Why women hate when men nap

I’m sorry I’ve been sort of MIA from posting lately, but I’m working on some big projects at work. (I’ll tell you all about them next week.)

I had to take a break, however, to talk about a post I read recently on The Huffington Post in which Lisa Earle McLeod asks “Why do women begrudge men a nap?”

The short essay seeks to explain why women get so pissed when they see their men taking a nap on a Saturday afternoon. She argues that while men view their homes as a refuge, for most women it’s “the place where the real work gets done.” So we get angry when our men nap because it’s similar to seeing a colleague sleeping on the job.

Here’s an excerpt:

When a woman sees a pile of dirty dishes and laundry strewn about the floor, we don’t just see a mess, we literally feel failure. We could have spent the workday brokering world peace, but if our home isn’t running smoothly, we feel out of whack. It might not make sense, but it’s the way most of us are wired.

For men, home is a place to escape from work. When he walks in, he doesn’t see a system out of balance, disorganized supplies or poorly maintained equipment. All he sees is a long soft comfortable surface — which if you knock the pizza boxes and old newspapers off — is the perfect place to lay down.

I think McLeod means well, but here’s why this post rubs me the wrong way.
Not only is there no discussion of the problematic assumption that women should be in charge of household chores, but when trying to explain to men why they’re a big deal to us she compares them to “the project of your life.” I’m sorry but cleaning my curtains and bathroom rugs ranks nowhere near writing a bestseller. I’m just sayin’…

Don’t get me wrong. I think homemakers and stay-at-home moms are awesome. But posts like these, in my opinion, just foster the stereotype that cooking and cleaning should be our first priority. Sure, there’s nothing wrong with them being top priority if you want them to be, but if they’re not that doesn’t mean you’re less of a woman. Just as my husband isn’t less of a man because he does the laundry and knows how to load a dishwasher every once and a while.

And for the record, we take naps together.



  1. This is insulting to both women and men.

    Am I misinterpreting this, but is the writer insinuating that men are nothing but cavemen, stepping over cocaine-coated razors and dead bodies just so a brother can flop on the couch?

    No sister, if I see crap all over the house I’m pissed. Just cuz I’m male doesn’t mean I don’t take pride in my surroundings.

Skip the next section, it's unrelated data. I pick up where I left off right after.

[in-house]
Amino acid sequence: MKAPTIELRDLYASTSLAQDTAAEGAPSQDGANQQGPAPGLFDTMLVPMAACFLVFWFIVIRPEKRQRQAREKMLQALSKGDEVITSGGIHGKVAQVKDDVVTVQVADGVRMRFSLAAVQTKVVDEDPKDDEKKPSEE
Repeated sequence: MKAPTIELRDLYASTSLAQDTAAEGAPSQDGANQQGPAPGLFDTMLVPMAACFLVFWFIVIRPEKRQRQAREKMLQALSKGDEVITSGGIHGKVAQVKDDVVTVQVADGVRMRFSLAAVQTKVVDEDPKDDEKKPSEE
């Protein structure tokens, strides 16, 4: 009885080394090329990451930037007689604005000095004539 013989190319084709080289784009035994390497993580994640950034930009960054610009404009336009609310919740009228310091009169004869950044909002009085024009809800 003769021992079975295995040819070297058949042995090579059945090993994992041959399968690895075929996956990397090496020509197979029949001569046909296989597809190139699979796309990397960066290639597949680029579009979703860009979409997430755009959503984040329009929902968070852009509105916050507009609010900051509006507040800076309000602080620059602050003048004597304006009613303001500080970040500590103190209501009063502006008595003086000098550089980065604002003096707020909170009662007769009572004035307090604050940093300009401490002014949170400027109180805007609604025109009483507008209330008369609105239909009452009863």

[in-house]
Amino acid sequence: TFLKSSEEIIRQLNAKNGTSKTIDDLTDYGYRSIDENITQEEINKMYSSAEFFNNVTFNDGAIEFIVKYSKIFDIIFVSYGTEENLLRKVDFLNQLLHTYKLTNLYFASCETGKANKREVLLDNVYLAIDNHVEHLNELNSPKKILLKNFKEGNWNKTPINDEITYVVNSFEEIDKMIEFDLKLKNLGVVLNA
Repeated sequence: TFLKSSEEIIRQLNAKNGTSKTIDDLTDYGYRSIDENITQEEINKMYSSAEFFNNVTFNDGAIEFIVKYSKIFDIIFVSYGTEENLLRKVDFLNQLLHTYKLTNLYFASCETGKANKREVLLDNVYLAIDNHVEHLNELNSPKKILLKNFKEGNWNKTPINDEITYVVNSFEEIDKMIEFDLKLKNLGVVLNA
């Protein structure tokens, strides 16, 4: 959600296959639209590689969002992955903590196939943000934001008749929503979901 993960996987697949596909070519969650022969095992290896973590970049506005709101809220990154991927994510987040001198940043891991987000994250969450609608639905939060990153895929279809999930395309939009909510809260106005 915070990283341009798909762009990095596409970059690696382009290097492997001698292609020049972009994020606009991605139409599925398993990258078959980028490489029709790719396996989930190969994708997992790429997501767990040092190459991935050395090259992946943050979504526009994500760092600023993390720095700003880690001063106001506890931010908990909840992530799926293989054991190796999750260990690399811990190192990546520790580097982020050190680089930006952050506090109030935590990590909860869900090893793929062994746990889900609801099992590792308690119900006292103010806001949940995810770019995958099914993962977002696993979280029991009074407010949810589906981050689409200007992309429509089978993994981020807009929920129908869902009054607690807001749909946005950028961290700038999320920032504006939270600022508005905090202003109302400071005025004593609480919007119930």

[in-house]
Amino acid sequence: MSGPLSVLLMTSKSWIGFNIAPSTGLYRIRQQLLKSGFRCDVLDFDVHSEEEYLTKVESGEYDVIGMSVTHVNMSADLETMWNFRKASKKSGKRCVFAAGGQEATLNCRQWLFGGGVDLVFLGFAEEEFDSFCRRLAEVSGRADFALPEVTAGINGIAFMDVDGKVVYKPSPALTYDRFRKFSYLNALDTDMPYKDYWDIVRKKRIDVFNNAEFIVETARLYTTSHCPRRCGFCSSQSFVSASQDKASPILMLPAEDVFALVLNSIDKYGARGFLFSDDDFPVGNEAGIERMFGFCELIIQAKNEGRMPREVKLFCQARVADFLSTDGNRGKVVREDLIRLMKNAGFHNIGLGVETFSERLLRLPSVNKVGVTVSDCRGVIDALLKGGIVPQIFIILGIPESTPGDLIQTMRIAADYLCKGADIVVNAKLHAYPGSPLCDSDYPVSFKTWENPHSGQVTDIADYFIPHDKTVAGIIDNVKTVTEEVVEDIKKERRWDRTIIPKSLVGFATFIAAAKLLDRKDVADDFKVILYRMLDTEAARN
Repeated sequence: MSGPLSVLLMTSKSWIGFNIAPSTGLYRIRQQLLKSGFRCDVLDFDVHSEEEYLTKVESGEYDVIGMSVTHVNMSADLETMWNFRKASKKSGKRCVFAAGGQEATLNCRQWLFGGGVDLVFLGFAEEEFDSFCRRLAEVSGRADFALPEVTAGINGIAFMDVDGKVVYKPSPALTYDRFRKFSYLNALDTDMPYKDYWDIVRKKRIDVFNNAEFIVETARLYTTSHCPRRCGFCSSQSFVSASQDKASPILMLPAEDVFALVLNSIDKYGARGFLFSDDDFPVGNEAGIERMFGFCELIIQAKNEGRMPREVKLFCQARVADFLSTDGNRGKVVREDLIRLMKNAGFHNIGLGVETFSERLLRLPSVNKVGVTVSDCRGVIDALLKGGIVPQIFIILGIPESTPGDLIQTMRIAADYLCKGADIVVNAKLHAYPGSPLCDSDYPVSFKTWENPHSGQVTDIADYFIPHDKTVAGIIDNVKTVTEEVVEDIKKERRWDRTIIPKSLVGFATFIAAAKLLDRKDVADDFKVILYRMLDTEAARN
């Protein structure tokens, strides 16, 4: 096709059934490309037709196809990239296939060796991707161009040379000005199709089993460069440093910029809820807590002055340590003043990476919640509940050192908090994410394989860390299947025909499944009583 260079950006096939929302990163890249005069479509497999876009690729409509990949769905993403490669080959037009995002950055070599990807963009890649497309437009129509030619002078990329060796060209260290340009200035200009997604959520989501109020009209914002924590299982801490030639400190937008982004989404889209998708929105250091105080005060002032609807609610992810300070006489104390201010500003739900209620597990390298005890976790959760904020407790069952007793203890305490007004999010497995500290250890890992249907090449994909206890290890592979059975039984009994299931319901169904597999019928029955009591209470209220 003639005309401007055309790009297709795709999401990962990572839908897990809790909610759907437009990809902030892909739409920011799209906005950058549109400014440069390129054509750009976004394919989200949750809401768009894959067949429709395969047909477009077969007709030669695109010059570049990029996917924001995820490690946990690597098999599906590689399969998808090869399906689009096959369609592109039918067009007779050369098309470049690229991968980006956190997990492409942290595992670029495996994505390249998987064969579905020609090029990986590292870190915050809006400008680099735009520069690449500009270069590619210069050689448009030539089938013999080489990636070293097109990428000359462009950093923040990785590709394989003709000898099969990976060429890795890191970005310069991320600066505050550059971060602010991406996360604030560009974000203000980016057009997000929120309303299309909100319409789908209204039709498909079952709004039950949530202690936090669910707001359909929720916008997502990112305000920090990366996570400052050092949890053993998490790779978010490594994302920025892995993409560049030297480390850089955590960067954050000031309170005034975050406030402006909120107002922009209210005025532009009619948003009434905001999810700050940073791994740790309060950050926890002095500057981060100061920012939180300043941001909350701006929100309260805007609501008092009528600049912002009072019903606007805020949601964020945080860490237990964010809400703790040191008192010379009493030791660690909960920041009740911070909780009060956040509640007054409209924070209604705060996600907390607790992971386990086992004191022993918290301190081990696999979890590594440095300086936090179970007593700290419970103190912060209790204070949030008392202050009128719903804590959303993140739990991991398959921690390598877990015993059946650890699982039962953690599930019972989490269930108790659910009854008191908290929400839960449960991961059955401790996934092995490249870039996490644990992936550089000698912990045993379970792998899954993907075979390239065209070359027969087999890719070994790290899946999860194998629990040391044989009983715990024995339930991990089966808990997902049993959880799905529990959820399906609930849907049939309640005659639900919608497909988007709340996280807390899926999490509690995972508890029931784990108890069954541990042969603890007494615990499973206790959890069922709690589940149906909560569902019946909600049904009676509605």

The “men are slobs and women are maids” mentality went out with the Atari and Menudo.

  2. i agree very insulting.

  3. I don’t know. I think she’s speaking to a particular audience, and for that group, this article may not be that insulting. It may even help some.

    Many women are married to men who don’t expect to do and have to be begged to do housework. Those women probably are angry when their husbands nap, then get up confused because the house isn’t clean with children running around (especially if both work). I think this article is just suggesting that women learn not be so angry and men understand why women are angry.

  4. it’s the author herself here, I’m not trying to be insulting, Chantay is right, I’m speaking to a very specific audience of women with children who are frustrated because they find themselves saddled with everything and can’t understand why they are the only ones who carry around a running to-do list.

    The men are slobs women are maid mentality might be dated, insulting, hurtful and stupid, but it’s also alive in well in suburbia, and I get letters about it everyday,

    Chantay is right, I’m just trying to create some peace for people who are frustrated with the way their life is playing out.

    By no means did I mean to imply that everyone felt or acted like this.

    It’s hard to cover all sides of an issue in 575 words

  5. Lisa, thanks so much for stopping by Georgia Mae. I understand that you weren’t implying that all couples are like this. And I know that the situation you described does apply to many couples and that’s what bothers me — that even in 2009 a woman would look at a sink full of dishes and feel like a failure. I know there was no way you could have dissected this in such a short post, but I guess I would have just appreciated an acknowledgement of how problematic this is.

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